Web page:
Tuesday, July 8, 2008

Happy Birthday Jenny & Mittie

Today was a beautiful day in Medora, North Dakota. We’re camped at the Medora Campground, where I spent much of the day on my back beneath the RV, finishing repairs to a set of copper liquid propane pipes which had been torn through by a blown out tire. Too much of this trip has been spent awaiting repairs at various service departments, so I decided that this repair was all mine. Self-sufficiency and self-reliance are ingrained traits of the Westerner. It felt good to get greasy and grimy and to do the work of cutting, sizing, fitting and soldering beneath our home on wheels.

Jenny took the late afternoon of this her 44th birthday to play a round of golf at Medora’s Bully Pulpit Golf Course. What a treat and a surprise to learn that greens fees are gratus on ones birthday. Jenny spent what she would have spent on greens fees in the Bully Pulpit gift shop, and I must admit she picked out a handsome shirt for me and a great sweater for herself. Sam got to drive the golf cart.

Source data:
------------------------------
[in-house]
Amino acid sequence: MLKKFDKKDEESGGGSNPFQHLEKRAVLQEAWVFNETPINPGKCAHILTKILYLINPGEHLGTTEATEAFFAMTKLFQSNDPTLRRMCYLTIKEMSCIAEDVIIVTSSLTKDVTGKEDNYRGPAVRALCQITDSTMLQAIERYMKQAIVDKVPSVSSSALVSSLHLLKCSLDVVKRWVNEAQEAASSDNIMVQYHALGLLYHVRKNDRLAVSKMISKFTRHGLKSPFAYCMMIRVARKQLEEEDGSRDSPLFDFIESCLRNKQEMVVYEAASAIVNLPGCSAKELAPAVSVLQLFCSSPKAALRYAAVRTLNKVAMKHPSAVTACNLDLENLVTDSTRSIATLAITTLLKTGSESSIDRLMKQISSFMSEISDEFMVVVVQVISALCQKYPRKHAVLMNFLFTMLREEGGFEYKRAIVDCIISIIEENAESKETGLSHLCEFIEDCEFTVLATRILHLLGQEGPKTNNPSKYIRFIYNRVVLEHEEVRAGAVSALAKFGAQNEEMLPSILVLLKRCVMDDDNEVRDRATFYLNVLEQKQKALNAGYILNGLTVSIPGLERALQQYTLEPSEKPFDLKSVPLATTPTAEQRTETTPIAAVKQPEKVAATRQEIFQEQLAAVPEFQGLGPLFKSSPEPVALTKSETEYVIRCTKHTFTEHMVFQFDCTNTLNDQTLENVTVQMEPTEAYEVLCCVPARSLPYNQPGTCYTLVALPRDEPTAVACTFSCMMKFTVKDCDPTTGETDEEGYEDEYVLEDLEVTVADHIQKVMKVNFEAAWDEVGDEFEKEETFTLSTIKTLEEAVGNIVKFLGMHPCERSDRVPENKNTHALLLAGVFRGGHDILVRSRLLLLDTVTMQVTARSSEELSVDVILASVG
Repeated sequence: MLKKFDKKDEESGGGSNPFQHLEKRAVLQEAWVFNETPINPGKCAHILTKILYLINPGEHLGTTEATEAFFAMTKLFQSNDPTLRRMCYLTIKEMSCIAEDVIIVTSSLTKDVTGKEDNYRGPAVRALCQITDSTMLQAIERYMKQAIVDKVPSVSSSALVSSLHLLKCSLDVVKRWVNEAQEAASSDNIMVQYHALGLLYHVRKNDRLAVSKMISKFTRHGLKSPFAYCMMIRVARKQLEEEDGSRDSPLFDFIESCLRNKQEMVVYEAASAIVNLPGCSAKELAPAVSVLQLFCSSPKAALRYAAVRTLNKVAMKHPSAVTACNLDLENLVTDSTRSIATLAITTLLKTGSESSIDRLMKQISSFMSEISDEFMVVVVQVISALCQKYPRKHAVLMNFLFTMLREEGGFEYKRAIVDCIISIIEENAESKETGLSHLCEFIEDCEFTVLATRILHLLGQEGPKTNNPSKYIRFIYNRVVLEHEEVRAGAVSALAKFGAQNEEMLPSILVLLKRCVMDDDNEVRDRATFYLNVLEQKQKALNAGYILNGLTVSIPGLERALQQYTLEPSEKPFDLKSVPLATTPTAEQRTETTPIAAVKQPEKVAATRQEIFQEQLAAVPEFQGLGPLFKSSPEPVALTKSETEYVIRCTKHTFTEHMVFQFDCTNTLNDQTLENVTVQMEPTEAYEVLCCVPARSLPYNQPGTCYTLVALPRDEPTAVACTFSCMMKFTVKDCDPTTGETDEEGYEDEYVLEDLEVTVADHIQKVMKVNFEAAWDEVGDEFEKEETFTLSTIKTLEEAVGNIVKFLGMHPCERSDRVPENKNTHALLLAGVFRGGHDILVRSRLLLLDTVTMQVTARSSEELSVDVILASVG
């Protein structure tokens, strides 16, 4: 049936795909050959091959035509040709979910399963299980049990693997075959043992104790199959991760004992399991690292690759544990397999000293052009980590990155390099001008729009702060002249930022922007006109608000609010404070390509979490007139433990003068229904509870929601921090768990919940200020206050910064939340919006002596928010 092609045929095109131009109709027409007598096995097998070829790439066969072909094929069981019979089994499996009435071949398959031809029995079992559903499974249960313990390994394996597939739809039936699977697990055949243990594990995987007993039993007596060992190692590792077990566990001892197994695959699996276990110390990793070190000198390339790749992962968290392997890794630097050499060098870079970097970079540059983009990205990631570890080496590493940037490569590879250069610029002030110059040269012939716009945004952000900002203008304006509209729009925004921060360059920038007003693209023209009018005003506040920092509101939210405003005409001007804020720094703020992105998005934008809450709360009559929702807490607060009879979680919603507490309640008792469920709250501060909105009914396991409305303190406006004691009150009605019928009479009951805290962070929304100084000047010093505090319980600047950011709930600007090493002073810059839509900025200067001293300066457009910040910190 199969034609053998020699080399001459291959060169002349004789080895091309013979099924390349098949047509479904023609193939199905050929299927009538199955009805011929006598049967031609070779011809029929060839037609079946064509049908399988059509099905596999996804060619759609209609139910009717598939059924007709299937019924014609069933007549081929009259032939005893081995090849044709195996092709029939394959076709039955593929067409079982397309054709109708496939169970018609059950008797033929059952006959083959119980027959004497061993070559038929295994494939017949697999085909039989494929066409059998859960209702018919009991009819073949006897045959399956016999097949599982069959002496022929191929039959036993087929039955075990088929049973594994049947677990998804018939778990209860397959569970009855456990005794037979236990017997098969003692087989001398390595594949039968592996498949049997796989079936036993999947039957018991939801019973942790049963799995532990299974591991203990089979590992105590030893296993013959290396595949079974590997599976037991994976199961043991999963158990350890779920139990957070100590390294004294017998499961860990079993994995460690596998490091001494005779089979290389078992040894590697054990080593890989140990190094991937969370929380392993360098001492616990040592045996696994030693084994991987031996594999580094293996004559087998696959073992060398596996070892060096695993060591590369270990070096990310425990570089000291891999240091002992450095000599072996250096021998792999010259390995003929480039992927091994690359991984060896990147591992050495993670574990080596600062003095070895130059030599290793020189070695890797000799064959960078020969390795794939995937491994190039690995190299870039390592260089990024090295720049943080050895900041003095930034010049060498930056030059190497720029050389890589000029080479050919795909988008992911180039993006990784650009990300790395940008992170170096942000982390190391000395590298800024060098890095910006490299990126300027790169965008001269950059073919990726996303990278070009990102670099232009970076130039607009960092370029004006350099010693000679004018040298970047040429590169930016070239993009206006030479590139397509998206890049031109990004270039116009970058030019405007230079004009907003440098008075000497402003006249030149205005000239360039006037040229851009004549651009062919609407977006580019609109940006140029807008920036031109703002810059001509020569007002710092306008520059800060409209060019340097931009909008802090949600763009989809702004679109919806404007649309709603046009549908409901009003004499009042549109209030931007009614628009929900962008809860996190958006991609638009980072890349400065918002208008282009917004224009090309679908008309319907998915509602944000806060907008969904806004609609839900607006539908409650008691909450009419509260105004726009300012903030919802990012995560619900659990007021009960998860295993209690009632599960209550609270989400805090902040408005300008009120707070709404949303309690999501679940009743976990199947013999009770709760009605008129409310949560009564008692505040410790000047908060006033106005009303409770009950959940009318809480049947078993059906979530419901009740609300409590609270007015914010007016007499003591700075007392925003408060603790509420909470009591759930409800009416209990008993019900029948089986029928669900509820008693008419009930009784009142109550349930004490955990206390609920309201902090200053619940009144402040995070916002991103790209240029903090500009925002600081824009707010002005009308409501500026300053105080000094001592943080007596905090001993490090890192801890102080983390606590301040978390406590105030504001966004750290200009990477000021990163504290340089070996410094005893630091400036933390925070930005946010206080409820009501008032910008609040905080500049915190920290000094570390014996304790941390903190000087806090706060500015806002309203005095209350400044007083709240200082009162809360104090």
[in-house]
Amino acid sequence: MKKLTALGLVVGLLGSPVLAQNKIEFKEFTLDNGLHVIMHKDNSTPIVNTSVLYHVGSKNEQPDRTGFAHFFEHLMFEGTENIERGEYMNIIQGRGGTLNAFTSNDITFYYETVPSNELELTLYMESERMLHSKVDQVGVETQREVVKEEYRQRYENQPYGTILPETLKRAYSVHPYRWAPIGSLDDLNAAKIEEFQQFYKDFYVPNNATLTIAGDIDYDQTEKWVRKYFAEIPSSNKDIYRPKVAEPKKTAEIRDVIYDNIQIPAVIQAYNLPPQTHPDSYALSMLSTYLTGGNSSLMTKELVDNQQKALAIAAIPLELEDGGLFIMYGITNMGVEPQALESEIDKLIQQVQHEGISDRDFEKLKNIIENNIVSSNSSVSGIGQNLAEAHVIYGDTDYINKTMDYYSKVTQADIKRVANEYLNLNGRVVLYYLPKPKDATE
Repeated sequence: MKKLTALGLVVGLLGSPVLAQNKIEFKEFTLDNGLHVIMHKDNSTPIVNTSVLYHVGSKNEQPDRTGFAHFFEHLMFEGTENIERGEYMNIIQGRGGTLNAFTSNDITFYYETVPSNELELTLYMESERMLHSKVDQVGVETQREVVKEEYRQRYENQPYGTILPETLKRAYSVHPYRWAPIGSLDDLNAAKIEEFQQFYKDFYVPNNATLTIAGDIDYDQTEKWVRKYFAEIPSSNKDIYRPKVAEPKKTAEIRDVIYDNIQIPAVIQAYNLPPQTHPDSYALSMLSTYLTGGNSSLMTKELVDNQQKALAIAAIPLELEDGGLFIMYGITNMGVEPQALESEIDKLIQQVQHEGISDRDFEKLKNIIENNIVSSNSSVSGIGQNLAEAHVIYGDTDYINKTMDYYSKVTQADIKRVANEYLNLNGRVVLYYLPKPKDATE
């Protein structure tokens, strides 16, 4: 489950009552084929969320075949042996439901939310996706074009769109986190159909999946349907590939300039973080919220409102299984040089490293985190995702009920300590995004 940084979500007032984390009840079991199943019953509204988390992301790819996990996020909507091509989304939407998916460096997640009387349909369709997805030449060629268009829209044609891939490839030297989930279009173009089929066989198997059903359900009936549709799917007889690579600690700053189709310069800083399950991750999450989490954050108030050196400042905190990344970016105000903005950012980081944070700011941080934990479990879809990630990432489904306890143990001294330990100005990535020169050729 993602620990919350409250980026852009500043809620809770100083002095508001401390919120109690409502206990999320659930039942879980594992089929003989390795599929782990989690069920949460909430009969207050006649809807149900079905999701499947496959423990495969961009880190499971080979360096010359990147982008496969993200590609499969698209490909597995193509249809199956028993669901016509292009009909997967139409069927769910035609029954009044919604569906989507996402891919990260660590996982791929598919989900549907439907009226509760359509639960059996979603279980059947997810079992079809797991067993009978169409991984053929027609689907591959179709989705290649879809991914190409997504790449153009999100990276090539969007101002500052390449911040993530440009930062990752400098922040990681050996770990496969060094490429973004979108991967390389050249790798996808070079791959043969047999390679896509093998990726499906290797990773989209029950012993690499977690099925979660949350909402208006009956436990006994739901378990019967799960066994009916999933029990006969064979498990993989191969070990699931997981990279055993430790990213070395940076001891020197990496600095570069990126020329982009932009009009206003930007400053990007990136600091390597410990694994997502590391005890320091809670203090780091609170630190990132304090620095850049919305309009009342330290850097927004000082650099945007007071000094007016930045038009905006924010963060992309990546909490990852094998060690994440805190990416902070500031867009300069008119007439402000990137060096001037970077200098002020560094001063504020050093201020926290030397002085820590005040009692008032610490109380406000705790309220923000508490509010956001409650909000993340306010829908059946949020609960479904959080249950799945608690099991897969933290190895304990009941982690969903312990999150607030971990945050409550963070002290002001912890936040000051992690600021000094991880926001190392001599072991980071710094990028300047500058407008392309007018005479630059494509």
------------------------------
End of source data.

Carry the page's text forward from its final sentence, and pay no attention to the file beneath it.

When I cleaned up from the repair work, Faith and I went swimming in the Little Missouri River. The girls returned to the campground and we all went out for dinner. Beef – it’s what’s for dinner in Medora.

July 8th is also the birthday of Theodore Roosevelt’s mother, Martha Bulloch Roosevelt, known to her family as Mittie. Born in 1835 at Miss Oakes Boarding House in Hartford, Connecticut, her birthplace was rather incongruous with the thoroughly Southern character of the Bulloch clan. Mittie’s mother, Martha Stewart Bulloch was in Connecticut visiting her step-son, James Dunwoody Bulloch, a student at a nearby military academy.

In her eighteenth year, Mittie married TR’s father, Theodore Roosevelt, in the family home in Roswell. Life in New York was made more pleasant for Mittie when her mother and older sister Anna came to live with the Roosevelt family in the New York home at 28 East 20th Street. The Bullochs were among the founding families of Roswell, Georgia, and as the Great Civil War approached, the Bullochs, every one of them, were full square behind the Confederacy. “Uncle Jimmy” would go on to build much of the Confederate fleet in Liverpool, England.

TR was greatly influenced by his Southern kin. Historians and family alike have attributed to TR’s Southern lineage his energy, his sense of adventure and daring. “He was more a Bulloch than a Roosevelt,” can be read directly and between the lines of many a contemporary account.

So, on the 8th of July, here’s to Mittie Bulloch Roosevelt and Jenny Cook Wiegand. Happy birthday.

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